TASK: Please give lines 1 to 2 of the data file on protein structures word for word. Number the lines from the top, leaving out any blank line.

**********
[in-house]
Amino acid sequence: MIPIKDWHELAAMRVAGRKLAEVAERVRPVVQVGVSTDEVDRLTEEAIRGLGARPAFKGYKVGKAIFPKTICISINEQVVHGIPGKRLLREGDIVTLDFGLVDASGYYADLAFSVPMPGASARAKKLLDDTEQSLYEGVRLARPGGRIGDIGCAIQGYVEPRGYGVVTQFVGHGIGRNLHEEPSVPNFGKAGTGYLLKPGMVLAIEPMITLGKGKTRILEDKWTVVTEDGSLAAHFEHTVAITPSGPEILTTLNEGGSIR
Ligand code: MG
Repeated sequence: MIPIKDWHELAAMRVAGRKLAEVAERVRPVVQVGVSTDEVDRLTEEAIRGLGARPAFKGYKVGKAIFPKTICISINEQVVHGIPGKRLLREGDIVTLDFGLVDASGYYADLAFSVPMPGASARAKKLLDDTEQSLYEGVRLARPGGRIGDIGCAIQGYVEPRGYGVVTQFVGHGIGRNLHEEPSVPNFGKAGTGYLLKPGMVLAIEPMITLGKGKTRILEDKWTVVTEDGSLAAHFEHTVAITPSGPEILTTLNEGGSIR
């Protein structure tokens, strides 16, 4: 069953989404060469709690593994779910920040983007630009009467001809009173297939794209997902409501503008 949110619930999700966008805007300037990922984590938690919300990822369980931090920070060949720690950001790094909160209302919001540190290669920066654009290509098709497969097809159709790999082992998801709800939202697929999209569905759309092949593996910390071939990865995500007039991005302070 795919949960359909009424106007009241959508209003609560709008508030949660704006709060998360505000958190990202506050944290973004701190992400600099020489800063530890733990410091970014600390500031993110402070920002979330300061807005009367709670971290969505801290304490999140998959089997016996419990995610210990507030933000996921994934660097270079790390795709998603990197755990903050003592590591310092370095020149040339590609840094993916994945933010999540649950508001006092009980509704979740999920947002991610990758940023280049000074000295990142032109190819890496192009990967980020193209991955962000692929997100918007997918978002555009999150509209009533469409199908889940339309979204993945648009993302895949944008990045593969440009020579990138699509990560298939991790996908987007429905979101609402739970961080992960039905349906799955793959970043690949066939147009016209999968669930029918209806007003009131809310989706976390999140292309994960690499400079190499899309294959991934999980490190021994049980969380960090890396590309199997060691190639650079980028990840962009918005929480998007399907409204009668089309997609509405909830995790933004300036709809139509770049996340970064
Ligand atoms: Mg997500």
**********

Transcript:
[in-house]
Amino acid sequence: MIPIKDWHELAAMRVAGRKLAEVAERVRPVVQVGVSTDEVDRLTEEAIRGLGARPAFKGYKVGKAIFPKTICISINEQVVHGIPGKRLLREGDIVTLDFGLVDASGYYADLAFSVPMPGASARAKKLLDDTEQSLYEGVRLARPGGRIGDIGCAIQGYVEPRGYGVVTQFVGHGIGRNLHEEPSVPNFGKAGTGYLLKPGMVLAIEPMITLGKGKTRILEDKWTVVTEDGSLAAHFEHTVAITPSGPEILTTLNEGGSIR